APR 21, 2015 8:31 AM PDT

The Science Behind Zipping of the Skin (ie, Wound Healing)

WRITTEN BY: Judy O'Rourke
Scientists from the Goethe University, Frankfurt, the European Molecular Biology Laboratory, Heidelberg, and the University of Zurich explain skin fusion at a molecular level and pinpoint the specific molecules that do the job in their latest published article.

To prevent death by bleeding or infection, every wound (skin opening) must close at some point. The events leading to skin closure had been unclear for many years, they say.
Perspective view of the zipping area with 17 skin cells
The scientists have used a top-of-the-range electron microscope to study exactly how this zipping of the skin works. "Our electron microscope allows us to distinguish the molecular components in the cell that act like small machines to fuse the skin," says Mikhail Eltsov, Goethe University.

"When we look at it from a distance, it appears as if skin cells simply fuse to each other, but if we zoom in, it becomes clear that membranes, molecular machines, and other cellular components are involved," he says. "In order to visualize this orchestra of healing, a very high-resolution picture of the process is needed. For this purpose we have recorded an enormous amount of data that surpasses all previous studies of this kind."

As a first step, as the scientists discovered, cells find their opposing partner by "sniffing" each other out. As a next step, they develop adherens junctions that act like a molecular Velcro. This way they become strongly attached to their opposing partner cell. The biggest revelation of this study was that small tubes in the cell, called microtubules, attach to this molecular Velcro and then deploy a self-catastrophe, which results in the skin being pulled toward the opening, as if one pulls a blanket over.

Damian Brunner, who led the team at the University of Zurich, has performed many genetic manipulations to identify the correct components. The scientists were astonished to find that microtubules involved in cell-division are the primary scaffold used for zipping, indicating a mechanism conserved during evolution.

"What was also amazing was the tremendous plasticity of the membranes in this process, which managed to close the skin opening in a very short space of time," says Achilleas Frangakis, Goethe University, who led the study. "When five to 10 cells have found their respective neighbors, the skin already appears normal."

The scientists hope their results will open new avenues into the understanding of epithelial plasticity and wound healing. They are also investigating the detailed structural organization of the adherens junctions, work for which they were awarded a starting grant from European Research Council.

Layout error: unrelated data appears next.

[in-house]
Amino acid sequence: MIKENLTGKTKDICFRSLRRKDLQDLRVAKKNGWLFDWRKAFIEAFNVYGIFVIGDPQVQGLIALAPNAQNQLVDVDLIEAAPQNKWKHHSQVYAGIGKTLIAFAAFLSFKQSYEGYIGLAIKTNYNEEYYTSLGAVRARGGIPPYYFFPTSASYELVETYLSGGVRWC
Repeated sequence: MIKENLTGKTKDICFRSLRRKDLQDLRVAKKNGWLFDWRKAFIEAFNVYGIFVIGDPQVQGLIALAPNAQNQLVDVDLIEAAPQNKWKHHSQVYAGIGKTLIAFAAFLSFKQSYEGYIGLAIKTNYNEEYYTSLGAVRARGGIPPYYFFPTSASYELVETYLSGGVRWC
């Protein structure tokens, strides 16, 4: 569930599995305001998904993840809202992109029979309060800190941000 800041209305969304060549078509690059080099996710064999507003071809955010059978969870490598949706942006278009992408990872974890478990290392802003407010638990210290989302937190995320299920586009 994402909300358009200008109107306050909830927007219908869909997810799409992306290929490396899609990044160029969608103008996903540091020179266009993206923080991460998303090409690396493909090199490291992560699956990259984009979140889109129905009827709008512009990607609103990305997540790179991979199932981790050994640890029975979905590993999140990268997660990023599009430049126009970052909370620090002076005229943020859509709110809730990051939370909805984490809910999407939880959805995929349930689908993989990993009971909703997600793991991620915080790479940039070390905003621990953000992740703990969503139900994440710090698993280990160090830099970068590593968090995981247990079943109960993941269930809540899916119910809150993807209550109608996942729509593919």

Their study, "Quantitative analysis of cytoskeletal reorganization during epithelial tissue sealing by large-volume electron tomography," appears in the journal Nature Cell Biology.

[Source: Goethe-Universität Frankfurt am Main]
About the Author
  • Judy O'Rourke worked as a newspaper reporter before becoming chief editor of Clinical Lab Products magazine. As a freelance writer today, she is interested in finding the story behind the latest developments in medicine and science, and in learning what lies ahead.
You May Also Like
MAR 15, 2020
Genetics & Genomics
MAR 15, 2020
Insight Into Neuronal Growth and Memory Formation
Now scientists have learned more about the transport of mRNA in neurons, and the storage and formation of memories.
APR 13, 2020
Cell & Molecular Biology
APR 13, 2020
The Longest Animal Ever Observed
The world's oceans cover about 70 percent of its surface, and they still hold many mysteries.
APR 27, 2020
Cell & Molecular Biology
APR 27, 2020
Cold Foods Don't Taste as Good, Even to Flies
The deliciousness of a food appeal is about a lot more than just taste.
APR 29, 2020
Immunology
APR 29, 2020
New Immune Cell Discovered in Mammary Ducts
Dubbed “ductal macrophages,” newly discovered immune cells found in breast tissue offer fresh promise for fu ...
MAY 07, 2020
Cell & Molecular Biology
MAY 07, 2020
How the Function of a Critical Immune Cell is Related to Metabolism
This work suggests that it may be possible to dampen autoimmunity or promote an immune attack on cancer through a bioche ...
MAY 24, 2020
Cell & Molecular Biology
MAY 24, 2020
Common Chemicals May Contribute to Obesity
Several explanations have been proposed to answer the question of why obesity has been on the rise for many years in the ...
Loading Comments...